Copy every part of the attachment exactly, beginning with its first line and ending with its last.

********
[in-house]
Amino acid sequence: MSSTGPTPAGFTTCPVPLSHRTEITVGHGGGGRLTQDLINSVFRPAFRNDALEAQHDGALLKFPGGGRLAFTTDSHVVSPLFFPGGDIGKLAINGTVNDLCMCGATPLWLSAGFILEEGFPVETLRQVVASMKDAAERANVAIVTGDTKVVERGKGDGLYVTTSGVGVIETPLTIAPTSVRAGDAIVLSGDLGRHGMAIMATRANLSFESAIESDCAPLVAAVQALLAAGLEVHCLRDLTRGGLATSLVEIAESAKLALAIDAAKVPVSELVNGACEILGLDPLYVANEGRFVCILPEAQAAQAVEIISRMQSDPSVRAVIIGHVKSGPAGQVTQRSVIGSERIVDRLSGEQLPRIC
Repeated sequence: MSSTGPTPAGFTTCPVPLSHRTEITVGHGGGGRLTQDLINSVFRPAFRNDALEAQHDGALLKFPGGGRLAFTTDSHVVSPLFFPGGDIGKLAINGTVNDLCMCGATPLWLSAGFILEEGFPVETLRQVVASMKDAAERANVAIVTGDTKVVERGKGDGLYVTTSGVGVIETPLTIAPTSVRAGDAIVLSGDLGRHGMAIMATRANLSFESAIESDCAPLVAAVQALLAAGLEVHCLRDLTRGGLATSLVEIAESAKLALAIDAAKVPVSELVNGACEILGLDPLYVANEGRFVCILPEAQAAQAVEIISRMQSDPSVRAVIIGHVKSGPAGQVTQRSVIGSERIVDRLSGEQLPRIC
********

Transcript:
[in-house]
Amino acid sequence: MSSTGPTPAGFTTCPVPLSHRTEITVGHGGGGRLTQDLINSVFRPAFRNDALEAQHDGALLKFPGGGRLAFTTDSHVVSPLFFPGGDIGKLAINGTVNDLCMCGATPLWLSAGFILEEGFPVETLRQVVASMKDAAERANVAIVTGDTKVVERGKGDGLYVTTSGVGVIETPLTIAPTSVRAGDAIVLSGDLGRHGMAIMATRANLSFESAIESDCAPLVAAVQALLAAGLEVHCLRDLTRGGLATSLVEIAESAKLALAIDAAKVPVSELVNGACEILGLDPLYVANEGRFVCILPEAQAAQAVEIISRMQSDPSVRAVIIGHVKSGPAGQVTQRSVIGSERIVDRLSGEQLPRIC
Repeated sequence: MSSTGPTPAGFTTCPVPLSHRTEITVGHGGGGRLTQDLINSVFRPAFRNDALEAQHDGALLKFPGGGRLAFTTDSHVVSPLFFPGGDIGKLAINGTVNDLCMCGATPLWLSAGFILEEGFPVETLRQVVASMKDAAERANVAIVTGDTKVVERGKGDGLYVTTSGVGVIETPLTIAPTSVRAGDAIVLSGDLGRHGMAIMATRANLSFESAIESDCAPLVAAVQALLAAGLEVHCLRDLTRGGLATSLVEIAESAKLALAIDAAKVPVSELVNGACEILGLDPLYVANEGRFVCILPEAQAAQAVEIISRMQSDPSVRAVIIGHVKSGPAGQVTQRSVIGSERIVDRLSGEQLPRIC